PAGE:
Background & aims: Keratinocyte growth factor (KGF) is known to enhance tissue repair in the skin; however, its role in the gastrointestinal tract is largely unknown. The aim of this study was to evaluate the effects of exogenous KGF in an experimental model of colitis in rats.
Methods: KGF was administered before or after induction of colitis with 2,4,6-trinitrobenzenesulfonic acid/ethanol. In the first two study groups, KGF (5 mg/kg) was administered intraperitoneally 24 hours and 1 hour before induction of colitis; animals were killed 8 hours (n=10) and 1 week (n=10) after injury. In subsequent study groups, KGF or vehicle treatment was begun 24 hours after the induction of colitis at doses of 5 (n=20), 1 (n=10), and 0.1 (n=10) mg/kg intraperitoneally and continued once daily for 1 week. Colonic tissue samples were evaluated macroscopically and microscopically for mucosal injury and assayed for myeloperoxidase activity.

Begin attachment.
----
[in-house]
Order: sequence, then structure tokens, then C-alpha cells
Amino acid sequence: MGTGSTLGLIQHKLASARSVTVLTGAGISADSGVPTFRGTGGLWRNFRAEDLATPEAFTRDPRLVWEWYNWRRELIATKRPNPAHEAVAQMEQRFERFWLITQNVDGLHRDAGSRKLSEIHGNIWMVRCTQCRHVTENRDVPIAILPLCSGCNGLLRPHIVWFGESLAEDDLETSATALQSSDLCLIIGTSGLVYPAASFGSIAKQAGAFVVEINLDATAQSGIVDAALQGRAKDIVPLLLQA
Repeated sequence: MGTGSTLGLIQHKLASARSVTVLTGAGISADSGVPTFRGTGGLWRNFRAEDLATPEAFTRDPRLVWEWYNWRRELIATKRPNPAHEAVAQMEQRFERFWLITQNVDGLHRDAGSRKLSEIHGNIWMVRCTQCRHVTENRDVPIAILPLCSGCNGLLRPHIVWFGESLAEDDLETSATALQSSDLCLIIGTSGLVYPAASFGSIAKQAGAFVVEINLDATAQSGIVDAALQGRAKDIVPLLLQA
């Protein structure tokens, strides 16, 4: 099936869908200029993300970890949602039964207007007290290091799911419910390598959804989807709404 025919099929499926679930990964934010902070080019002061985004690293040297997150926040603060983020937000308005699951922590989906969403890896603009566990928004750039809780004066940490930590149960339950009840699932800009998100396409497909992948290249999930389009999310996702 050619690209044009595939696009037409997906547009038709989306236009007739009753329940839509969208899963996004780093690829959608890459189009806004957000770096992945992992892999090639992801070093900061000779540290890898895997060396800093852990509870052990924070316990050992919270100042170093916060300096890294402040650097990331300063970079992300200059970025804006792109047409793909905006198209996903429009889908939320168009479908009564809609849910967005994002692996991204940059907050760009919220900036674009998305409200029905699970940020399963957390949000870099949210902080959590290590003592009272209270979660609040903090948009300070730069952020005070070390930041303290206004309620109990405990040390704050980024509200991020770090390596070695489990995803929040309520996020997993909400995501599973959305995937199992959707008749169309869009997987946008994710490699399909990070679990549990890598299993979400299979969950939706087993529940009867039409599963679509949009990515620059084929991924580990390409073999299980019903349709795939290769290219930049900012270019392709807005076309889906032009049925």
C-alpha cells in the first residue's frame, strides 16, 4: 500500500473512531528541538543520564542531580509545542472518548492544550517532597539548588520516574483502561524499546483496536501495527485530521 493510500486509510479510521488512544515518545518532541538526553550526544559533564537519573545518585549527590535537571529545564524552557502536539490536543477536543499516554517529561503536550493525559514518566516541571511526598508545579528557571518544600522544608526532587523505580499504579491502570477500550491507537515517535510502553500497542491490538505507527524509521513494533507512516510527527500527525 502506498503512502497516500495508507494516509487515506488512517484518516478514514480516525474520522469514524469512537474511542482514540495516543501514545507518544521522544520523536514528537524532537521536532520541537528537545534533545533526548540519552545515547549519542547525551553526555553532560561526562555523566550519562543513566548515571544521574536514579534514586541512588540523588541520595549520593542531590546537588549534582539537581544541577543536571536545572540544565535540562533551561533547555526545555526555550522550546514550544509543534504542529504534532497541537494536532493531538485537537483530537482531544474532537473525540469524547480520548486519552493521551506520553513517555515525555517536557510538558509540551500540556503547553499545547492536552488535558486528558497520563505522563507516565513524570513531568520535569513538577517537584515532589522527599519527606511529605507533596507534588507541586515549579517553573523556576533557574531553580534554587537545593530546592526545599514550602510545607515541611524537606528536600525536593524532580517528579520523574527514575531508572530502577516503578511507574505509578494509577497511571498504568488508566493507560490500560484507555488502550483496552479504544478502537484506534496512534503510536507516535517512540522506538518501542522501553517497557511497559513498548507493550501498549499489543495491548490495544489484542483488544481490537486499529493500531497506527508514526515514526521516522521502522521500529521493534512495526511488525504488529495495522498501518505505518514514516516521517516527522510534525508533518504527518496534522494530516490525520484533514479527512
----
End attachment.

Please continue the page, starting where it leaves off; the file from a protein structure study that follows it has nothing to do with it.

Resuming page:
Results: Administration of KGF after but not before induction of colitis significantly ameliorated tissue damage. Macroscopic necrosis and microscopic ulcerations were reduced by 40%-50% at KGF doses of 1 and 5 mg/kg.
Conclusions: Exogenous KGF has a key role in mucosal healing in an experimental model of colitis in rats.